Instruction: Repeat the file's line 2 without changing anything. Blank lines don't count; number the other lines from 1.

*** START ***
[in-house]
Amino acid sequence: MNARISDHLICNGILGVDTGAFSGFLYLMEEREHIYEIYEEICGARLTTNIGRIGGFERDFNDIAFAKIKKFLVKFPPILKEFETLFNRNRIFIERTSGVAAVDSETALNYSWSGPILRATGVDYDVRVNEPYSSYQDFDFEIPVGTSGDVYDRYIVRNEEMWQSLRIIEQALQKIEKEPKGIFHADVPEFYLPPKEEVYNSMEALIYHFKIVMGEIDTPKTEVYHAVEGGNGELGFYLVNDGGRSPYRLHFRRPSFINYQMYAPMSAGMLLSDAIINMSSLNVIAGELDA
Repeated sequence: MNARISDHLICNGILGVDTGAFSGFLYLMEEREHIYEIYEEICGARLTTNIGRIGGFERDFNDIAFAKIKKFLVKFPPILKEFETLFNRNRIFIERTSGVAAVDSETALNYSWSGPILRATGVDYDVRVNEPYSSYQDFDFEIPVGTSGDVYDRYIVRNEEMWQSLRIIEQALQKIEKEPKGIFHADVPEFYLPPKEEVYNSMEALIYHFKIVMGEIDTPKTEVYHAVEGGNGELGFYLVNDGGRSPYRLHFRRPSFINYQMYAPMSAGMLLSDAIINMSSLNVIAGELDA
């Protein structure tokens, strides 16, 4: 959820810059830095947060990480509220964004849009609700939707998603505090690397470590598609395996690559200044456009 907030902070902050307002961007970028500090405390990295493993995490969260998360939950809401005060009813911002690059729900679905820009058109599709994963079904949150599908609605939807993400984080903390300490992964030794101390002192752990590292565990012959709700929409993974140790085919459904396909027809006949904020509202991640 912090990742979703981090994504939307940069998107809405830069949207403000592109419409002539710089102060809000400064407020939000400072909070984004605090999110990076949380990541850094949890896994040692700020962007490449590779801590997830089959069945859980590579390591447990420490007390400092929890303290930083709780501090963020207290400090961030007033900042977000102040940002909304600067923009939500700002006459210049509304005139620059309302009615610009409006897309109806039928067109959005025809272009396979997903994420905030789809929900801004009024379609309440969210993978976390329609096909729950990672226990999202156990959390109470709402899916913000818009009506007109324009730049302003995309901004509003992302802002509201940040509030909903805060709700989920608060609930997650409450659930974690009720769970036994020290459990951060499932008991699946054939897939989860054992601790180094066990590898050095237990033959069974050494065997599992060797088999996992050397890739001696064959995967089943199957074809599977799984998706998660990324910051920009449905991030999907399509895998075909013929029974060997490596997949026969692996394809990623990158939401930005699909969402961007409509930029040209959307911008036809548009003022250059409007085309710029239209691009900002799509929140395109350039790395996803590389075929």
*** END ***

Amino acid sequence: MNARISDHLICNGILGVDTGAFSGFLYLMEEREHIYEIYEEICGARLTTNIGRIGGFERDFNDIAFAKIKKFLVKFPPILKEFETLFNRNRIFIERTSGVAAVDSETALNYSWSGPILRATGVDYDVRVNEPYSSYQDFDFEIPVGTSGDVYDRYIVRNEEMWQSLRIIEQALQKIEKEPKGIFHADVPEFYLPPKEEVYNSMEALIYHFKIVMGEIDTPKTEVYHAVEGGNGELGFYLVNDGGRSPYRLHFRRPSFINYQMYAPMSAGMLLSDAIINMSSLNVIAGELDA